Brittany Cannady, Senior Associate Digital Media, Advance CTE
Jill Kroll, Supervisor, Grants, Assessments, Monitoring and Evaluation Unit, MDE-OCTE
Brian Pyles, State CTE Director, MDE-OCTE

By Brittany Cannady in Uncategorized
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Vermont CTE and Advance CTE Engage Dozens of Stakeholders to Craft New State Vision

Friday, July 6th, 2018

Much of my day-to-day work at Advance CTE involves examining national trends in CTE topics, looking at several states at once, so it is always exciting when I get the opportunity to dive deeper into one state’s system. Recently, I was able to do that as part of Vermont CTE’s strategic planning process, launched by Vermont’s State CTE Director, Jay Ramsey.

Vermont CTE is partnering with Advance CTE to plan and facilitate a strategic planning process that pushes CTE forward in the state and incorporates feedback from a large number of stakeholders. The work began in February 2018, as we held several conversations with Ramsey and his office about their goals for this work and for the CTE system. In March, Vermont released a statewide survey, which received almost 1500 responses from a variety of stakeholders, including current and former students, families, employers, teachers from both CTE and non-CTE classrooms, as well as representatives from postsecondary. I also conducted ten phone interviews with key stakeholders across the Vermont education and workforce development system. Both the survey and phone interviews asked respondents a variety of questions about their perceptions of the Vermont CTE system, including quality, rigor and accessibility. This data provided valuable insights into how the system serves learners, and I particularly enjoyed interviewing two current CTE students, both of whom were excited about their program and easily able to describe what their potential future careers looked like.

All of this engagement culminated in a day-long interactive strategic planning workshop in Burlington, Vermont on June 18. Advance CTE’s Deputy Executive Director, Kate Kreamer, and I led and facilitated the workshop, which included not just state CTE staff, but around 30 representatives from a range of stakeholder groups, including local CTE programs, postsecondary institutions, state legislators, industry partners and workforce development. During the workshop, stakeholders examined the data on perceptions of CTE in Vermont and drafted a series of goals and strategies designed to help learners succeed within the state of Vermont. We guided them through a series of exercises to help them understand the needs of learners as well as the needs of other stakeholders and pushed them to work with each other and take ownership over these goals and their role in helping Vermont achieve them.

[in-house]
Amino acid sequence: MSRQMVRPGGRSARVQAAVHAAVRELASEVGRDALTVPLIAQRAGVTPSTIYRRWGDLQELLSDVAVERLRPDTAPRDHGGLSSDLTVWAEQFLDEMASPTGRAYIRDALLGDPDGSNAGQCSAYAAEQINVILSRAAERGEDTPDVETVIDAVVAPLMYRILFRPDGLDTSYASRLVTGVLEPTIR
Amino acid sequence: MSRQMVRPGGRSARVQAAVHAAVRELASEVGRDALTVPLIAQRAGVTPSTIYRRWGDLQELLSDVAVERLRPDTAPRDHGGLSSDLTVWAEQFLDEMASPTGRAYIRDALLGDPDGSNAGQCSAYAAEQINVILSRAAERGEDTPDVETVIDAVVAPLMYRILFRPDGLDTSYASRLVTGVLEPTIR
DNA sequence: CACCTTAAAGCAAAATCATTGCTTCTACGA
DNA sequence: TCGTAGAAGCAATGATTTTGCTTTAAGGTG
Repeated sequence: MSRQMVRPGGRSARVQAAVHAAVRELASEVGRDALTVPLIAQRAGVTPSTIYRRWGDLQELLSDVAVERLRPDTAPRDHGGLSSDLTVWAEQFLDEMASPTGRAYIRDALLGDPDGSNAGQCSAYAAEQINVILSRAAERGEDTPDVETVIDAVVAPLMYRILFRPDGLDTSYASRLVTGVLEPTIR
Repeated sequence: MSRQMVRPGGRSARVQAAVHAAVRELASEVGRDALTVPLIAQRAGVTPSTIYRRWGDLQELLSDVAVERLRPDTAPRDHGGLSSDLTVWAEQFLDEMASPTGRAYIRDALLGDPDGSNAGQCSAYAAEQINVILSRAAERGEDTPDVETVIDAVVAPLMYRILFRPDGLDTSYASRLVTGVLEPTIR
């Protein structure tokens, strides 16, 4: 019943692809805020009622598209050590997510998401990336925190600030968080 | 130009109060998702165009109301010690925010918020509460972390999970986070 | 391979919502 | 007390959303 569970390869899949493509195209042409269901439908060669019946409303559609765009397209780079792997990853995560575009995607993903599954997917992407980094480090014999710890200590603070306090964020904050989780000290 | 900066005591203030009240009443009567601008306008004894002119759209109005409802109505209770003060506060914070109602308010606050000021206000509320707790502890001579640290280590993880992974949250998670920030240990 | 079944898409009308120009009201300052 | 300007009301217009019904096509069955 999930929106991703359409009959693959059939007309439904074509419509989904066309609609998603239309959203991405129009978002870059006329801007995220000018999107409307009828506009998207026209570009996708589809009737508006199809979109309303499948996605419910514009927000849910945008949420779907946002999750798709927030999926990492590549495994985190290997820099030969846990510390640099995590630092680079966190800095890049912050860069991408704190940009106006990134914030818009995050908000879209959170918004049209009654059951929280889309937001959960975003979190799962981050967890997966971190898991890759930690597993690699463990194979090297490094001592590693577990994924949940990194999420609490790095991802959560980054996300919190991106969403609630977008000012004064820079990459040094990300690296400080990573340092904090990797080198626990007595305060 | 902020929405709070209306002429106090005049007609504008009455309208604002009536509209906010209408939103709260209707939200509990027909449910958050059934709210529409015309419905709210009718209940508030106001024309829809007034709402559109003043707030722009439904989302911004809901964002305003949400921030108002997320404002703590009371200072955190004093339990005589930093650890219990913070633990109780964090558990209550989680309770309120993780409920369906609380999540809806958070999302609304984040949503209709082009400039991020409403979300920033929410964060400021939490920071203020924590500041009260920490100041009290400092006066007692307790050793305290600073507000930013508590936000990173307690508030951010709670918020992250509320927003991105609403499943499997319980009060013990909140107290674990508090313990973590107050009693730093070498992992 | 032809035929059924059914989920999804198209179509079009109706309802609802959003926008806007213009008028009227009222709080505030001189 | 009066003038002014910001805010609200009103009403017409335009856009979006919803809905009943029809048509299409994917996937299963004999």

Going forward, Ramsey will work, with assistance from Advance CTE, to refine the vision and goals, gathering input from more stakeholders, including Vermont students. He plans to present the state’s new strategic vision for CTE to the State Board of Education later this Fall. We are excited to continue this work and follow the developments from Vermont.

Ashleigh McFadden, State Policy Manager

By Ashleigh McFadden in Uncategorized
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Effective Stakeholder Engagement Requires More Than a Broad Communications Plan

Thursday, March 30th, 2017

March 30, 2017

Sustainable and successful transformation of state career readiness systems, including but not limited to Career Technical Education (CTE), requires engagement with a variety of stakeholders who are deliberately working to share ownership. Lead agencies must engage those from industry, who may be new to policy-making, not only to generate buy-in but also to reach state goals for transformation.

To help with this work, Advance CTE created a tool based off of two tools created by CCSSO in June and November 2016. This tool, developed through the New Skills for Youth initiative and generously funded by JPMorgan Chase & Co., guides users through nine steps in planning effective interactions with specific stakeholders:

Each of these steps is designed to guide users through the entire process of building interactions with stakeholders that will explain their efforts thoroughly and present requests for stakeholder assistance clearly and convincingly.

While this tool should not replace broader communications and stakeholder engagement plans, it enhances their effectiveness by allowing for coordination in focusing and formalizing messages and interactions. The tool also helps with prioritization of stakeholder engagement efforts through the use of a stakeholder map that measures the level of support and the level of influence of each stakeholder. By completing this worksheet and keeping all information on stakeholder engagement in this one place, users will be better prepared to implement communications related to CTE and career readiness reforms.

Ashleigh McFadden, State Policy Manager

By Ashleigh McFadden in Publications, Resources